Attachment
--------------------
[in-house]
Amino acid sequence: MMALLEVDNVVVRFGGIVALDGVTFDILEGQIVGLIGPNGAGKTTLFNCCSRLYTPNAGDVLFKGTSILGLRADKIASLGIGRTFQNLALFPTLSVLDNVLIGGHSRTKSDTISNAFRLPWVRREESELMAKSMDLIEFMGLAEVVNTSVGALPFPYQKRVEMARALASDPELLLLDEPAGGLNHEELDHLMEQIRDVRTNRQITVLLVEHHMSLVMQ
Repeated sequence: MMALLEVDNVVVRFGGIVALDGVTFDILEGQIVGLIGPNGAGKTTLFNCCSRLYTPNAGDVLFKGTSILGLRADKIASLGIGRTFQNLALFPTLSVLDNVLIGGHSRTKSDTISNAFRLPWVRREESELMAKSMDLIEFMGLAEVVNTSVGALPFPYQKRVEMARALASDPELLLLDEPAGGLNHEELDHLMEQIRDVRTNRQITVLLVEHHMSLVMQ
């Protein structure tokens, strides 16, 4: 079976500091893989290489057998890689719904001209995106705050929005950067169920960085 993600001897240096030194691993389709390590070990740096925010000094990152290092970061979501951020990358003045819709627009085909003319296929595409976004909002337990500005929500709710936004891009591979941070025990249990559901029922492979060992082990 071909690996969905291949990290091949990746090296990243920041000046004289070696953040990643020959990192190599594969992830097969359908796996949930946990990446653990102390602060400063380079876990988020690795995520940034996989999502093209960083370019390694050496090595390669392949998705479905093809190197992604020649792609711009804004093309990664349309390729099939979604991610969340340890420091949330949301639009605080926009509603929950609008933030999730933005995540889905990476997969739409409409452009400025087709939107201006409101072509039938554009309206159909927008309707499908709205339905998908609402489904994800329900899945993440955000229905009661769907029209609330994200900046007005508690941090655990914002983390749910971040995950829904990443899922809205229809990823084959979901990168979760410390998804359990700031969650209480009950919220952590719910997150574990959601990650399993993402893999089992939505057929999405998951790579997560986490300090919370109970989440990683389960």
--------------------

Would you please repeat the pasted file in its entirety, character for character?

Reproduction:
[in-house]
Amino acid sequence: MMALLEVDNVVVRFGGIVALDGVTFDILEGQIVGLIGPNGAGKTTLFNCCSRLYTPNAGDVLFKGTSILGLRADKIASLGIGRTFQNLALFPTLSVLDNVLIGGHSRTKSDTISNAFRLPWVRREESELMAKSMDLIEFMGLAEVVNTSVGALPFPYQKRVEMARALASDPELLLLDEPAGGLNHEELDHLMEQIRDVRTNRQITVLLVEHHMSLVMQ
Repeated sequence: MMALLEVDNVVVRFGGIVALDGVTFDILEGQIVGLIGPNGAGKTTLFNCCSRLYTPNAGDVLFKGTSILGLRADKIASLGIGRTFQNLALFPTLSVLDNVLIGGHSRTKSDTISNAFRLPWVRREESELMAKSMDLIEFMGLAEVVNTSVGALPFPYQKRVEMARALASDPELLLLDEPAGGLNHEELDHLMEQIRDVRTNRQITVLLVEHHMSLVMQ
């Protein structure tokens, strides 16, 4: 079976500091893989290489057998890689719904001209995106705050929005950067169920960085 993600001897240096030194691993389709390590070990740096925010000094990152290092970061979501951020990358003045819709627009085909003319296929595409976004909002337990500005929500709710936004891009591979941070025990249990559901029922492979060992082990 071909690996969905291949990290091949990746090296990243920041000046004289070696953040990643020959990192190599594969992830097969359908796996949930946990990446653990102390602060400063380079876990988020690795995520940034996989999502093209960083370019390694050496090595390669392949998705479905093809190197992604020649792609711009804004093309990664349309390729099939979604991610969340340890420091949330949301639009605080926009509603929950609008933030999730933005995540889905990476997969739409409409452009400025087709939107201006409101072509039938554009309206159909927008309707499908709205339905998908609402489904994800329900899945993440955000229905009661769907029209609330994200900046007005508690941090655990914002983390749910971040995950829904990443899922809205229809990823084959979901990168979760410390998804359990700031969650209480009950919220952590719910997150574990959601990650399993993402893999089992939505057929999405998951790579997560986490300090919370109970989440990683389960």